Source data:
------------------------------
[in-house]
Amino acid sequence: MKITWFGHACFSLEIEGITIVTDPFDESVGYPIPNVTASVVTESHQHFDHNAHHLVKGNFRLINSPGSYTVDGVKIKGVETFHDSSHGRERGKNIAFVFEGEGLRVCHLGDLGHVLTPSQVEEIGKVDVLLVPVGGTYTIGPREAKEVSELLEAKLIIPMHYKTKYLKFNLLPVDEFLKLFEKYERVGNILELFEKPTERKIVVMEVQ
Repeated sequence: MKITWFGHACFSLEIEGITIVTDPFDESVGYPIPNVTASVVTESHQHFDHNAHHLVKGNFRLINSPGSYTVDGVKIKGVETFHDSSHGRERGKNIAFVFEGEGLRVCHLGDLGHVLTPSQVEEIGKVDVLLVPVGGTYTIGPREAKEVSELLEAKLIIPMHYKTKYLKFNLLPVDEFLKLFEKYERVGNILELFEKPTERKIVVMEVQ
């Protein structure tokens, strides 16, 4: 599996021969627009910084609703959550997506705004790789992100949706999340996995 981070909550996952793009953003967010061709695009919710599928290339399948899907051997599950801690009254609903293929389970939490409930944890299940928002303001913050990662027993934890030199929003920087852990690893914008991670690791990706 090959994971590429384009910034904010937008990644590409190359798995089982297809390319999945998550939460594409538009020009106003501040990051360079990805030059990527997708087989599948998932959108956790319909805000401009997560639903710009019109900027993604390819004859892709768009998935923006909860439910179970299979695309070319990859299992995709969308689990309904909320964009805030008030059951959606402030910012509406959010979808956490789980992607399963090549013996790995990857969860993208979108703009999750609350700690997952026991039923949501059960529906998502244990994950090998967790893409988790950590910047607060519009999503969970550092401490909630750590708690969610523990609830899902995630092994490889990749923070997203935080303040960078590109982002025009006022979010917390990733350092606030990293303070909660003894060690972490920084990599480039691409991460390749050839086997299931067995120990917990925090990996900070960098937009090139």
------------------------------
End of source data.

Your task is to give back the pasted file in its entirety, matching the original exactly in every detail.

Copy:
[in-house]
Amino acid sequence: MKITWFGHACFSLEIEGITIVTDPFDESVGYPIPNVTASVVTESHQHFDHNAHHLVKGNFRLINSPGSYTVDGVKIKGVETFHDSSHGRERGKNIAFVFEGEGLRVCHLGDLGHVLTPSQVEEIGKVDVLLVPVGGTYTIGPREAKEVSELLEAKLIIPMHYKTKYLKFNLLPVDEFLKLFEKYERVGNILELFEKPTERKIVVMEVQ
Repeated sequence: MKITWFGHACFSLEIEGITIVTDPFDESVGYPIPNVTASVVTESHQHFDHNAHHLVKGNFRLINSPGSYTVDGVKIKGVETFHDSSHGRERGKNIAFVFEGEGLRVCHLGDLGHVLTPSQVEEIGKVDVLLVPVGGTYTIGPREAKEVSELLEAKLIIPMHYKTKYLKFNLLPVDEFLKLFEKYERVGNILELFEKPTERKIVVMEVQ
């Protein structure tokens, strides 16, 4: 599996021969627009910084609703959550997506705004790789992100949706999340996995 981070909550996952793009953003967010061709695009919710599928290339399948899907051997599950801690009254609903293929389970939490409930944890299940928002303001913050990662027993934890030199929003920087852990690893914008991670690791990706 090959994971590429384009910034904010937008990644590409190359798995089982297809390319999945998550939460594409538009020009106003501040990051360079990805030059990527997708087989599948998932959108956790319909805000401009997560639903710009019109900027993604390819004859892709768009998935923006909860439910179970299979695309070319990859299992995709969308689990309904909320964009805030008030059951959606402030910012509406959010979808956490789980992607399963090549013996790995990857969860993208979108703009999750609350700690997952026991039923949501059960529906998502244990994950090998967790893409988790950590910047607060519009999503969970550092401490909630750590708690969610523990609830899902995630092994490889990749923070997203935080303040960078590109982002025009006022979010917390990733350092606030990293303070909660003894060690972490920084990599480039691409991460390749050839086997299931067995120990917990925090990996900070960098937009090139």